With user accounts we then have data that needs protection – we’ll install an Antivirus solution – This needs to pick up and protect you from active current threats, but also new threats like zero-day attacks and other non-standard behaviour.  Microsoft Defender Plan 2, Fortinet EDR or Crowdstrike are all great examples of an effective Endpoint Detect and Respond tool or Next-Gen Antivirus (NGAV).  Defender includes Vulnerability scanning in it, so if we have the function let’s turn it on, otherwise let’s invest in making sure we know about these things, Tenable.io, Nessus, Rapid 7 and Qualys all spring to mind as great Vulnerability Scanners.

 

One Step Closer

Now you have users and data that need protecting, so what happens if it was lost or deleted.  Well, you need a backup.  This needs to have adequate retention to make sure we can go back to those little accessed files that you need once a year, or longer if you need to keep records for tax, say 7 years.  We realise that maybe 1 copy of the data may not be enough.  We tackle this with a 3-2-1 Strategy (3 Copies of your data, including Live, 2 Different Types of Media, e.g. Hard Drive and Tape/WORM storage, and 1 of those copies is “offline).  A daily full backup is a lot of data to keep and takes a lot of time to complete.  So maybe your full backup occurs on a Friday, and you run a differential backup on a day to day.  And then we build out a Daily, Weekly, Monthly, yearly (GFS) scheme to give backups that can be recovered all the way back several years.  Backups are severely undervalued – I can’t stress enough how important this step is.  There’s great software that makes this easy to handle, like Azure Backup, Veeam, Barracuda etc.  Pick one and run with it.  Make sure to use a separate backup account, and that the backup is not joined to the domain!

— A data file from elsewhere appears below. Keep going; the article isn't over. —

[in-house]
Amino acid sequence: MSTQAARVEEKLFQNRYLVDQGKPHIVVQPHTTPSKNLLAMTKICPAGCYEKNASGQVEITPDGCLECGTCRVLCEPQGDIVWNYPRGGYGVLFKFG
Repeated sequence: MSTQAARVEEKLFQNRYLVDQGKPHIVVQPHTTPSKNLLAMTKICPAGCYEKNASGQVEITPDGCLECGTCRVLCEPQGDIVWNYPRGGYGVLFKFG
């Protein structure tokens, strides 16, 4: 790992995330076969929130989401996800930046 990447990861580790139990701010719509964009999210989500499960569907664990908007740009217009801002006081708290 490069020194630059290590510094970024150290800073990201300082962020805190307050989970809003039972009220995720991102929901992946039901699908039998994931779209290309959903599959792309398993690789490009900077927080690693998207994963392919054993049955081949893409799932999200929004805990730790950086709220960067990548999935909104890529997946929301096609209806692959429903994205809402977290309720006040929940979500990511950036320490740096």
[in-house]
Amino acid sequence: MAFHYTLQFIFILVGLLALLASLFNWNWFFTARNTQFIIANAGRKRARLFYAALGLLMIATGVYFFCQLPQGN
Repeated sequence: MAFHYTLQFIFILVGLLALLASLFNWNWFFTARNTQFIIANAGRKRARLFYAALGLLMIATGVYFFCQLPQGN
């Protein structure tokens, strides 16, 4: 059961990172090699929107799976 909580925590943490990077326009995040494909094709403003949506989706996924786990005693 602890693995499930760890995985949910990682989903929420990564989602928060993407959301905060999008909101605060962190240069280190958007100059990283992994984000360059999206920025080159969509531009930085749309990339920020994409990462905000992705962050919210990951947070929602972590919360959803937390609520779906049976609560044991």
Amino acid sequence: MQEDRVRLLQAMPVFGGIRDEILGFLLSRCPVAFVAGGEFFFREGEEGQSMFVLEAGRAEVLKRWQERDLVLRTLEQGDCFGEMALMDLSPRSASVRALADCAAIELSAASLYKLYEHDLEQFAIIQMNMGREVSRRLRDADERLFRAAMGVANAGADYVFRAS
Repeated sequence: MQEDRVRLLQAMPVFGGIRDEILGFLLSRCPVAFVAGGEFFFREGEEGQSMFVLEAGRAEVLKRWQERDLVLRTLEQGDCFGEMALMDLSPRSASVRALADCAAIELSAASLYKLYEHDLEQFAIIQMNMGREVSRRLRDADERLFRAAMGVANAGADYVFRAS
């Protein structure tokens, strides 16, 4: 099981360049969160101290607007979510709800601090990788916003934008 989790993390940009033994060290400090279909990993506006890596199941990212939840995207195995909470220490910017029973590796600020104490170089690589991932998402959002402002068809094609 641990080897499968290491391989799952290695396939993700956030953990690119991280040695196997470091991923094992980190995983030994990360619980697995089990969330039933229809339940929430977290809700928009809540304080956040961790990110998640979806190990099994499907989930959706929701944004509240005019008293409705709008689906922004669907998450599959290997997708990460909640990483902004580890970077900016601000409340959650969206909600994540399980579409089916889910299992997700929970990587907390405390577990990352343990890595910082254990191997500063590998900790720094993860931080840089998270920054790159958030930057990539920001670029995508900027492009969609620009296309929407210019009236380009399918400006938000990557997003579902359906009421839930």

Now there’s bugs in the software, let’s get some patch management going.  We’ve got browsers, Office Productivity Suite, PDF Readers, and Operating Systems.  Handling patching, we want something that handles multiple types of operating systems, a strong suggestion for Microsoft Azure Automation to handle patching can be made as this handles windows and Linux systems.  However, in a full windows environment, we can use Windows Server Update Services, or Windows Update for Business.

 

In the end

So, after visiting the basics, we’ve accidentally created the essential 8 with a couple of extra considerations towards the 37 recommended security controls from the ACSC.  A lot of this comes naturally if you’re thinking of security first, but the reality is we don’t think about it until we need it.  For example, delete a document by accident and we think about backup.  Get a virus, install antivirus.  All these things take your valuable time to resolve and so we look for those shortcuts.  We make mistakes when we take shortcuts, and it ultimately costs you more time down the track.  Afterall it’s difficult to get the toothpaste back into the tube.